posted on Oct, 25 2012 @ 07:34 PM
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Originally posted by tinhattribunal
i studied magnetism some time ago and most of the info i found on it has gotten pushed out of my head, but i recall that it is 'instantaneous', thus it's 'faster' than light.
not sure if it exists as a waveform or particles, i think it actually acts like a 'link'.
this one may make your head hurt
this link may help get you started


Now are you talking about a magnetic field, or the Point of magnetism on say a ferromagnet.

As far as I understand magnetism, the fields strength and activity, differs depending on distance from the point of magnetism.



posted on Oct, 26 2012 @ 03:15 AM
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Someone told me that those elemental magnets inside a magnet (if they are all directed in one direction you get stronger magnetism). He told me, that those elemental magnets are in truth atoms whose electrons are spinning in the same direction OR moving in the same direction around the nucleus I´m not sure about the last.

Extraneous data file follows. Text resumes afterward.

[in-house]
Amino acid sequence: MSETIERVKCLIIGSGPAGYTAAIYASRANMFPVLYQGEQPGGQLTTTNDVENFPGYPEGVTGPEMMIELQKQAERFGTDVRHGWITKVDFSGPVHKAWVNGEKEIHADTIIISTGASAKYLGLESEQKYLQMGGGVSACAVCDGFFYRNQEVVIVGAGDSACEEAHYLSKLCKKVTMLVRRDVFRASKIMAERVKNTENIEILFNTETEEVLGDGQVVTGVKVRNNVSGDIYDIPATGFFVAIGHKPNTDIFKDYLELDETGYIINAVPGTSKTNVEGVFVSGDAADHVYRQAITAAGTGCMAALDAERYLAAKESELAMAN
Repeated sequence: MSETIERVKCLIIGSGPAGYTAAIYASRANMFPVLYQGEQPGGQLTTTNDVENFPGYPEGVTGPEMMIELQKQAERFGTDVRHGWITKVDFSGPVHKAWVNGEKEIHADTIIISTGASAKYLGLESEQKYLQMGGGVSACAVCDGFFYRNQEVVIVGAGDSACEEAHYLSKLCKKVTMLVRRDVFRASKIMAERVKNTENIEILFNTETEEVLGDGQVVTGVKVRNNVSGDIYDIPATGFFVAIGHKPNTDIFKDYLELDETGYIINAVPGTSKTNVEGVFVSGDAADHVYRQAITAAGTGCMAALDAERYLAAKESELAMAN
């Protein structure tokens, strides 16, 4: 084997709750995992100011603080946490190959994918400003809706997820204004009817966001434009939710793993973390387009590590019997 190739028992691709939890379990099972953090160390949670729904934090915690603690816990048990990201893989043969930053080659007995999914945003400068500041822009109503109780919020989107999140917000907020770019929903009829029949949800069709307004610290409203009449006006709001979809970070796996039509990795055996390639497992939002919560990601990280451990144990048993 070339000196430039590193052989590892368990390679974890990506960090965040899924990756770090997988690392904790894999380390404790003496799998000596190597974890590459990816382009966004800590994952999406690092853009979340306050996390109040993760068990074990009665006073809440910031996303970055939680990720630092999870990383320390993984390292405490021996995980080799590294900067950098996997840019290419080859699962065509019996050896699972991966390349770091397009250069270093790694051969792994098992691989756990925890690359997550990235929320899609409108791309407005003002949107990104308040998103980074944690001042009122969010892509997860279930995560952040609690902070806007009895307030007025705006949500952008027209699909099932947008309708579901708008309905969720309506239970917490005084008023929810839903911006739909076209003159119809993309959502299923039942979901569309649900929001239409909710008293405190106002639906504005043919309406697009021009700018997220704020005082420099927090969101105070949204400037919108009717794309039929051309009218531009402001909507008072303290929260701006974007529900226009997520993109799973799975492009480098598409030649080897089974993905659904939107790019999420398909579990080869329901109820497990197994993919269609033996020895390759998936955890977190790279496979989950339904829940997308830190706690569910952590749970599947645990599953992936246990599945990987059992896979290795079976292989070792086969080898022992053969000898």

posted on Oct, 26 2012 @ 03:27 AM
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I bought some rare earth magnets off if eBay.

I thought I was going to do something with them.

The funny thing is that they are sitting on top of my fridge. I am not even using them to hang my kids school work or pics with.

I might try to work on my magnetic motor idea someday.

Sorry, a little off topic I know, but it is really late land I am not all with it at the moment.
edit on 26-10-2012 by liejunkie01 because: (no reason given)